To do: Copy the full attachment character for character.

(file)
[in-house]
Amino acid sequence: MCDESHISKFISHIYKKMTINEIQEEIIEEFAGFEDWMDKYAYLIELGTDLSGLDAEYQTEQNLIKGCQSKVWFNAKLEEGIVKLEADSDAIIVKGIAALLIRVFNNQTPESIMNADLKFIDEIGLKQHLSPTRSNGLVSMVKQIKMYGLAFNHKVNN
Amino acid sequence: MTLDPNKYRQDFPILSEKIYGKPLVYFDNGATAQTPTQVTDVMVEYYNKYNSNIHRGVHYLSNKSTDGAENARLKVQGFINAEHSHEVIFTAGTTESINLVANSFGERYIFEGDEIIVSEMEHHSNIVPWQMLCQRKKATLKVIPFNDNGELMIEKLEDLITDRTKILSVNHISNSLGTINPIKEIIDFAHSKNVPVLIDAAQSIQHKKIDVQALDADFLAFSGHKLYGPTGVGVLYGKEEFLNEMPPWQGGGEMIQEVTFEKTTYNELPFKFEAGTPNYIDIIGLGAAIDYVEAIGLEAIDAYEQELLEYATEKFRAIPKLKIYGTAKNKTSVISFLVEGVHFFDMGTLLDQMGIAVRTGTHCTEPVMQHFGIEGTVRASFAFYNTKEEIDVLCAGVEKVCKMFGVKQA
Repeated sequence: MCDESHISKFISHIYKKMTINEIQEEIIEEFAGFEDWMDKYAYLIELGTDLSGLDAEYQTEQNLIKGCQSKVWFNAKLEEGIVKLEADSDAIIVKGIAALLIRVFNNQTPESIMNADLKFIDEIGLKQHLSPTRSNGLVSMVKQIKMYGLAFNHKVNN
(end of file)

[in-house]
Amino acid sequence: MCDESHISKFISHIYKKMTINEIQEEIIEEFAGFEDWMDKYAYLIELGTDLSGLDAEYQTEQNLIKGCQSKVWFNAKLEEGIVKLEADSDAIIVKGIAALLIRVFNNQTPESIMNADLKFIDEIGLKQHLSPTRSNGLVSMVKQIKMYGLAFNHKVNN
Amino acid sequence: MTLDPNKYRQDFPILSEKIYGKPLVYFDNGATAQTPTQVTDVMVEYYNKYNSNIHRGVHYLSNKSTDGAENARLKVQGFINAEHSHEVIFTAGTTESINLVANSFGERYIFEGDEIIVSEMEHHSNIVPWQMLCQRKKATLKVIPFNDNGELMIEKLEDLITDRTKILSVNHISNSLGTINPIKEIIDFAHSKNVPVLIDAAQSIQHKKIDVQALDADFLAFSGHKLYGPTGVGVLYGKEEFLNEMPPWQGGGEMIQEVTFEKTTYNELPFKFEAGTPNYIDIIGLGAAIDYVEAIGLEAIDAYEQELLEYATEKFRAIPKLKIYGTAKNKTSVISFLVEGVHFFDMGTLLDQMGIAVRTGTHCTEPVMQHFGIEGTVRASFAFYNTKEEIDVLCAGVEKVCKMFGVKQA
Repeated sequence: MCDESHISKFISHIYKKMTINEIQEEIIEEFAGFEDWMDKYAYLIELGTDLSGLDAEYQTEQNLIKGCQSKVWFNAKLEEGIVKLEADSDAIIVKGIAALLIRVFNNQTPESIMNADLKFIDEIGLKQHLSPTRSNGLVSMVKQIKMYGLAFNHKVNN